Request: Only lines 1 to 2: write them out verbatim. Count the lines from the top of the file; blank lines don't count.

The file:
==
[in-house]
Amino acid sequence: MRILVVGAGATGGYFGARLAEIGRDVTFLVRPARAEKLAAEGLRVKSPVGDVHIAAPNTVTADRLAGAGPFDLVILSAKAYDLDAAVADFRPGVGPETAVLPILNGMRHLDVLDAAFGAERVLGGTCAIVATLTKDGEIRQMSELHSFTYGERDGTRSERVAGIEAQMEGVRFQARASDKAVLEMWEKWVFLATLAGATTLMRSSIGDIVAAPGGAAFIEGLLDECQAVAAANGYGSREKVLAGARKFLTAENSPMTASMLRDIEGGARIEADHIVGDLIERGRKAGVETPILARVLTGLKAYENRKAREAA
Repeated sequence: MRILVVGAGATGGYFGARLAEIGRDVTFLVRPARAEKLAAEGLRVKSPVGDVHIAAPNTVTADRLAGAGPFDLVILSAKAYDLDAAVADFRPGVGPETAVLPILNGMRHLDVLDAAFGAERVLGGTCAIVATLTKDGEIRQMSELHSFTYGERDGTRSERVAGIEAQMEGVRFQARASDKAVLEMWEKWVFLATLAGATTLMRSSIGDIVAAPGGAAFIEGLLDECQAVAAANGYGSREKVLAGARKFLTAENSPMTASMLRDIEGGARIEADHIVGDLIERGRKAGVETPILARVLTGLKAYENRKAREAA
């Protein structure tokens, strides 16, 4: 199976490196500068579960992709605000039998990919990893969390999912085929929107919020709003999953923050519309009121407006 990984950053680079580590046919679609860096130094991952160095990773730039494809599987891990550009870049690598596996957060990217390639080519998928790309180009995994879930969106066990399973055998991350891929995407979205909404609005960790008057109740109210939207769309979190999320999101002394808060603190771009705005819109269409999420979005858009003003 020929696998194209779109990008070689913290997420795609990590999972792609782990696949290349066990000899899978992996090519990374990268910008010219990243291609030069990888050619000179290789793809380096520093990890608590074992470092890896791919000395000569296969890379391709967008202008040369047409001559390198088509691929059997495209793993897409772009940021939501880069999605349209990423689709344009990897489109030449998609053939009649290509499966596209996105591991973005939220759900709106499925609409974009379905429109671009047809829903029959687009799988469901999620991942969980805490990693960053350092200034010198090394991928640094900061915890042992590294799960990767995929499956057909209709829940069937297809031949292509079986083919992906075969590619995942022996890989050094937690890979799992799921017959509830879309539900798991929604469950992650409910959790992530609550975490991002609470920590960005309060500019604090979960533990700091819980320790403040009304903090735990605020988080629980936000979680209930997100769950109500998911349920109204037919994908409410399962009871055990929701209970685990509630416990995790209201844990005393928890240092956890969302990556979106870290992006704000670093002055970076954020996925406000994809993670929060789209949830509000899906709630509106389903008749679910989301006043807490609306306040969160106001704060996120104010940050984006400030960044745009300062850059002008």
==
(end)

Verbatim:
[in-house]
Amino acid sequence: MRILVVGAGATGGYFGARLAEIGRDVTFLVRPARAEKLAAEGLRVKSPVGDVHIAAPNTVTADRLAGAGPFDLVILSAKAYDLDAAVADFRPGVGPETAVLPILNGMRHLDVLDAAFGAERVLGGTCAIVATLTKDGEIRQMSELHSFTYGERDGTRSERVAGIEAQMEGVRFQARASDKAVLEMWEKWVFLATLAGATTLMRSSIGDIVAAPGGAAFIEGLLDECQAVAAANGYGSREKVLAGARKFLTAENSPMTASMLRDIEGGARIEADHIVGDLIERGRKAGVETPILARVLTGLKAYENRKAREAA